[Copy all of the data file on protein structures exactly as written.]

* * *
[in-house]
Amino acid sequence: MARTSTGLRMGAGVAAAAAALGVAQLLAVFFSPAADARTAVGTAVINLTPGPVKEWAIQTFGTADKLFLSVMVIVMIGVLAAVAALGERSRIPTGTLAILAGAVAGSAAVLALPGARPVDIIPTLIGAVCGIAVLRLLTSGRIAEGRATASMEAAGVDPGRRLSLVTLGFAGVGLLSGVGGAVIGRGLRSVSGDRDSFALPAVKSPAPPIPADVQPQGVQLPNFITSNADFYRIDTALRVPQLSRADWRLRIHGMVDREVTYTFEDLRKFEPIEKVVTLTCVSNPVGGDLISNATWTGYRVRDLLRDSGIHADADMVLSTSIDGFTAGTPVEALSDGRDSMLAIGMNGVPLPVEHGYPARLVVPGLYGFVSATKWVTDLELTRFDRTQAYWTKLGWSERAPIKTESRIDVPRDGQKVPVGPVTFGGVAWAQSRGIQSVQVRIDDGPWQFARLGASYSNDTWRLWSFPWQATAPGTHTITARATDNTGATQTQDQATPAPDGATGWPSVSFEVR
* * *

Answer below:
[in-house]
Amino acid sequence: MARTSTGLRMGAGVAAAAAALGVAQLLAVFFSPAADARTAVGTAVINLTPGPVKEWAIQTFGTADKLFLSVMVIVMIGVLAAVAALGERSRIPTGTLAILAGAVAGSAAVLALPGARPVDIIPTLIGAVCGIAVLRLLTSGRIAEGRATASMEAAGVDPGRRLSLVTLGFAGVGLLSGVGGAVIGRGLRSVSGDRDSFALPAVKSPAPPIPADVQPQGVQLPNFITSNADFYRIDTALRVPQLSRADWRLRIHGMVDREVTYTFEDLRKFEPIEKVVTLTCVSNPVGGDLISNATWTGYRVRDLLRDSGIHADADMVLSTSIDGFTAGTPVEALSDGRDSMLAIGMNGVPLPVEHGYPARLVVPGLYGFVSATKWVTDLELTRFDRTQAYWTKLGWSERAPIKTESRIDVPRDGQKVPVGPVTFGGVAWAQSRGIQSVQVRIDDGPWQFARLGASYSNDTWRLWSFPWQATAPGTHTITARATDNTGATQTQDQATPAPDGATGWPSVSFEVR